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Two power supply schematics

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Cobalt60

New Member
Hello. I am trying to understand a few different power supply designs. I have included 2 schematics which I have found on the web.

The first I think is a typical "uni-polar" design, is this correct?

The second I think is a typical "bi-polar" design, is this correct?

Basically, I am trying to design a power supply. I think a good starting point is to figure out what its basic design is going to be. If I did indeed correctly identify these 2 diagrams as uni-polar and bi-polar ones, Id like to know the advantages and disadvantages of each design.

Thanks

-Chris P
 

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crutschow

Well-Known Member
Most Helpful Member
The first supply has one output voltage. It is used to power circuits, such as digital, which require only one supply.

The second generates a plus output voltage and a minus output voltage. It can be used to power circuits that use a single supply voltage (using only one output), or both a plus and minus voltage, which some analog circuits require.

Obviously the dual output supply is more versatile since it can power circuits that require either a single voltage or a plus and minus voltage.

For my own bench supply I built two isolated single supplies in the same box. That way it can be used as a dual plus and minus supply or a dual supply with two different positive (or negative) voltages as desired. This works since isolated supplies can have either their positive or negative outputs connected to circuit ground as needed.
 

Cobalt60

New Member
On the second schematic, could you use the negative as ground, in an attempt to get a greater positive voltage than using just one regulator and ground?

Carl, you suggest a good alternative would be to make 2 uni-polar supplies in one unit? So to achieve a negative voltage, you would hook the positive to the ground of your circuit, and the ground to the negative of your circuit? What did you do for efficiency of your supply? I was thinking to use a variac instead of a fixed transformer to minimize voltage drop.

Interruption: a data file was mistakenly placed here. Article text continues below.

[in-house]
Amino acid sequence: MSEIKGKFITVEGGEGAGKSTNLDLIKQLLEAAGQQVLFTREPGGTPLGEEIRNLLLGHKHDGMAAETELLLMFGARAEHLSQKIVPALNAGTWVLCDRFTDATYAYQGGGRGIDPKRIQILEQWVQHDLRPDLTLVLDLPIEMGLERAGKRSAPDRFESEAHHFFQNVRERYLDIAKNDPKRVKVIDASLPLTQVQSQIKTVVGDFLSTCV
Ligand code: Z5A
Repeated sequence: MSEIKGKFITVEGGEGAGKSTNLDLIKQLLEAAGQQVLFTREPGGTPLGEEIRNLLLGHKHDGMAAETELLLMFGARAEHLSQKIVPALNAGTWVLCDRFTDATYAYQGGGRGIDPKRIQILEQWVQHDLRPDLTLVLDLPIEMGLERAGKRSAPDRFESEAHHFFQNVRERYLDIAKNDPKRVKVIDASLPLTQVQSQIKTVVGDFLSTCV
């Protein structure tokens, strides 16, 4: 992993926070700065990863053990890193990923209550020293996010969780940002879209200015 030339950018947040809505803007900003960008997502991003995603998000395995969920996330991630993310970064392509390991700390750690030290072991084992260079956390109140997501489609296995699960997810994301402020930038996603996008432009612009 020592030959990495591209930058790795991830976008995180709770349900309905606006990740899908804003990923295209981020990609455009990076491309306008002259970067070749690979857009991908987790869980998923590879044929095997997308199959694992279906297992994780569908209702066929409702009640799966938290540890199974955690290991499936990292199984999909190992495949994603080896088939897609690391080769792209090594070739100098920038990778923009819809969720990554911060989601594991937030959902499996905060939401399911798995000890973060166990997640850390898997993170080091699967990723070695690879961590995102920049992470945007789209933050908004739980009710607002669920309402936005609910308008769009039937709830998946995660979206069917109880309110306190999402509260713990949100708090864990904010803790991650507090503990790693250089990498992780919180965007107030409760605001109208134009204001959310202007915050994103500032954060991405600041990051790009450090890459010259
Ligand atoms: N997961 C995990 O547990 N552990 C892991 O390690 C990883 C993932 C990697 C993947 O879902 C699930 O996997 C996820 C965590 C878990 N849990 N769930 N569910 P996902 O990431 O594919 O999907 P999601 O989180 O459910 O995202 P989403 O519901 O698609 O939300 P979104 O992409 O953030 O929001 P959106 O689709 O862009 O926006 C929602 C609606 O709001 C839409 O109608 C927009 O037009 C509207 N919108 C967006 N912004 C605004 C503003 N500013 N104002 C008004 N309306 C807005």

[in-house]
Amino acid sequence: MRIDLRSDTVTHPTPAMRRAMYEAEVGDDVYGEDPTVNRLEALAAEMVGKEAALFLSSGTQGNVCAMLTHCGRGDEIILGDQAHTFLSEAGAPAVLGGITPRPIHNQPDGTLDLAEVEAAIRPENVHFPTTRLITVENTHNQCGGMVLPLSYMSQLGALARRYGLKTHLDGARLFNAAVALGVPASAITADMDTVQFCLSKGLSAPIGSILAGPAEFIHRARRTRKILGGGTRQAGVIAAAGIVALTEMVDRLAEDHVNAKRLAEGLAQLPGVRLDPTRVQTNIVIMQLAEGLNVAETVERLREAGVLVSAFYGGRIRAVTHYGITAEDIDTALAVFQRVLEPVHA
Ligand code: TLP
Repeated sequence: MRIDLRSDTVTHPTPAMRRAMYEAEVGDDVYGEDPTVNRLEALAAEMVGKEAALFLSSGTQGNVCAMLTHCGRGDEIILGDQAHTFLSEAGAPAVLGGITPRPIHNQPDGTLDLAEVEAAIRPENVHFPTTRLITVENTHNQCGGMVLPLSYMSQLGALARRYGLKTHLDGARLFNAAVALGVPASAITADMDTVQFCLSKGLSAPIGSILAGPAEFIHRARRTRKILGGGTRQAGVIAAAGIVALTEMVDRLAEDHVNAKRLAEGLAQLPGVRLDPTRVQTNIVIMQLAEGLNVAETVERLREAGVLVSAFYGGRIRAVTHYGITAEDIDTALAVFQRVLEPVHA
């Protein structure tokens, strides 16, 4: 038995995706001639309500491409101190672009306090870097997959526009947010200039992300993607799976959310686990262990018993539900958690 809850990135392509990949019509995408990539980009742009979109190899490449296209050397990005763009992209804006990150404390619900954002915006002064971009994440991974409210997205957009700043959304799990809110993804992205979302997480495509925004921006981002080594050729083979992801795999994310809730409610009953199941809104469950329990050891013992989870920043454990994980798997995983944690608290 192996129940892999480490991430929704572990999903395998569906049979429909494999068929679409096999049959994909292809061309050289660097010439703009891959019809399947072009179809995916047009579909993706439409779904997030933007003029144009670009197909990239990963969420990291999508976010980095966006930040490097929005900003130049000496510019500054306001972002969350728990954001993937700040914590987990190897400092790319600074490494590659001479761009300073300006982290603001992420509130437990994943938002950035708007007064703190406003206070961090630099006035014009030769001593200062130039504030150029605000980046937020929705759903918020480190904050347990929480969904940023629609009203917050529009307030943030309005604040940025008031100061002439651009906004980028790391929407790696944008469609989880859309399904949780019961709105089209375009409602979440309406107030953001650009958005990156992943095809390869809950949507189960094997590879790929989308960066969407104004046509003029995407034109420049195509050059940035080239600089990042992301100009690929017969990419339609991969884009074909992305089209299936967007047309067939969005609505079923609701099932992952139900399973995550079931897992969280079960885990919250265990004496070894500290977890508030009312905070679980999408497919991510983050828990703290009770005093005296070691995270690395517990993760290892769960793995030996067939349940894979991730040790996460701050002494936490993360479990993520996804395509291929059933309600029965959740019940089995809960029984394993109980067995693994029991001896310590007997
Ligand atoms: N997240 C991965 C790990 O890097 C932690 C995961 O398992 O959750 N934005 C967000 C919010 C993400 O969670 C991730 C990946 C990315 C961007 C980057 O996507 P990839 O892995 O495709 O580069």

Neal

Member
Tne unipolar power supply has an error on the bridge rectifier. See my attachment. The diode with the red circle needs to be reversed.
A normal unipolar power supply has on one output voltage. The bipolar has two which is an advantage
The diode is NOT reversed, is correct the way it was drawn.
 

mark_3094

New Member
Is the first circuit a real circuit (minus the component values), or is a 'conceptual' circuit?
That is, could some values be added to the circuit components, and that is all that is needed to be done?
 

crutschow

Well-Known Member
Most Helpful Member
On the second schematic, could you use the negative as ground, in an attempt to get a greater positive voltage than using just one regulator and ground?
Yes you can.
Carl, you suggest a good alternative would be to make 2 uni-polar supplies in one unit? So to achieve a negative voltage, you would hook the positive to the ground of your circuit, and the ground to the negative of your circuit? What did you do for efficiency of your supply? I was thinking to use a variac instead of a fixed transformer to minimize voltage drop.
You just make two duplicate uni-polar supplies with a transformer that has two isolated identical output windings.

My supply has a max output of 1A at 30V so efficiency was not a big concern. The transformer I used did have a 110/220V split input winding so I connected that to a switch to give 1/2 voltage on the output when I needed 15V or less on the output (my lines are 110v). That reduced the power dissipation for lower output voltages. You could also use a variac at the input to your power transformer.
 

Torben

Well-Known Member
Is the first circuit a real circuit (minus the component values), or is a 'conceptual' circuit?
That is, could some values be added to the circuit components, and that is all that is needed to be done?
I'd call it "conceptual, but. . ." :). All the major players are there, but without specifying the 3-terminal regulator it's impossible to say. For instance, 78xx regulators like to have a couple of caps on them to handle transients and prevent oscillation. Others may have other requirements.

Plus, I'd really want to put a fuse on it, and a switch, and a cap on the AC side (but I'm a bit fuzzy on that bit since you'd need to calculate it to avoid resonance with the transformer, or so I'm told).

That said, if you pulled off the regulator, it's essentially what you'll find inside a wall wart. So in that sense, yes, it's a complete linear power supply schematic, but it needs a few more bits to make it a decent one.

My usual disclaimer: I'm a hobbyist (read: just some yahoo with a soldering iron). If I'm leading you down the garden path I hope to be corrected by one of our resident experts. But I have built a few linear supplies. The early ones resembled the first schematic shown here. And all of them contain at least those stages (stepdown transformer, rectification, filtering, regulation).

It really depends on what you need it to do and what sort of specs and performance you want to see out of it.


Torben
 
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k7elp60

Active Member
The diode is NOT reversed, is correct the way it was drawn.
You are correct.
Please forgive me for my error.
I have deleted my original post
.
 
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